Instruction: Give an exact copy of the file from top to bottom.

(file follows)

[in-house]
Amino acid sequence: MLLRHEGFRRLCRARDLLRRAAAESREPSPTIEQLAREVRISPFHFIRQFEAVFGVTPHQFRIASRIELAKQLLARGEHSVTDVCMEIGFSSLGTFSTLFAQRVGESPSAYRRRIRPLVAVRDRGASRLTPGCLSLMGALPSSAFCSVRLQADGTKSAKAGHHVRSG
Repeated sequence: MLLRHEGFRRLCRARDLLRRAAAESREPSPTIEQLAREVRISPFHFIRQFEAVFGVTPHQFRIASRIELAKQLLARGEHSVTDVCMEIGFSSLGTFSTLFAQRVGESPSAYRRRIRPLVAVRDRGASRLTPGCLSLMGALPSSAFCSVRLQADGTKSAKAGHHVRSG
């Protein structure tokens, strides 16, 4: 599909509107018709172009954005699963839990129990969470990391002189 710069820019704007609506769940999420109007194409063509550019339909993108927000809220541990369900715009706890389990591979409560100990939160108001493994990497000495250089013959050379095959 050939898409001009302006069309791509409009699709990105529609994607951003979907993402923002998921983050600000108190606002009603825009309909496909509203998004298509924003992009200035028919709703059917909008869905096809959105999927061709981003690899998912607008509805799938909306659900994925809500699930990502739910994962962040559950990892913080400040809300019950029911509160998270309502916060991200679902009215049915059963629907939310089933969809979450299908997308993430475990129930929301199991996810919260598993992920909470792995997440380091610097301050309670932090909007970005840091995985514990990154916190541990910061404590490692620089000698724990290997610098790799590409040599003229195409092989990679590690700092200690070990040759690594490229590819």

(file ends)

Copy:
[in-house]
Amino acid sequence: MLLRHEGFRRLCRARDLLRRAAAESREPSPTIEQLAREVRISPFHFIRQFEAVFGVTPHQFRIASRIELAKQLLARGEHSVTDVCMEIGFSSLGTFSTLFAQRVGESPSAYRRRIRPLVAVRDRGASRLTPGCLSLMGALPSSAFCSVRLQADGTKSAKAGHHVRSG
Repeated sequence: MLLRHEGFRRLCRARDLLRRAAAESREPSPTIEQLAREVRISPFHFIRQFEAVFGVTPHQFRIASRIELAKQLLARGEHSVTDVCMEIGFSSLGTFSTLFAQRVGESPSAYRRRIRPLVAVRDRGASRLTPGCLSLMGALPSSAFCSVRLQADGTKSAKAGHHVRSG
């Protein structure tokens, strides 16, 4: 599909509107018709172009954005699963839990129990969470990391002189 710069820019704007609506769940999420109007194409063509550019339909993108927000809220541990369900715009706890389990591979409560100990939160108001493994990497000495250089013959050379095959 050939898409001009302006069309791509409009699709990105529609994607951003979907993402923002998921983050600000108190606002009603825009309909496909509203998004298509924003992009200035028919709703059917909008869905096809959105999927061709981003690899998912607008509805799938909306659900994925809500699930990502739910994962962040559950990892913080400040809300019950029911509160998270309502916060991200679902009215049915059963629907939310089933969809979450299908997308993430475990129930929301199991996810919260598993992920909470792995997440380091610097301050309670932090909007970005840091995985514990990154916190541990910061404590490692620089000698724990290997610098790799590409040599003229195409092989990679590690700092200690070990040759690594490229590819």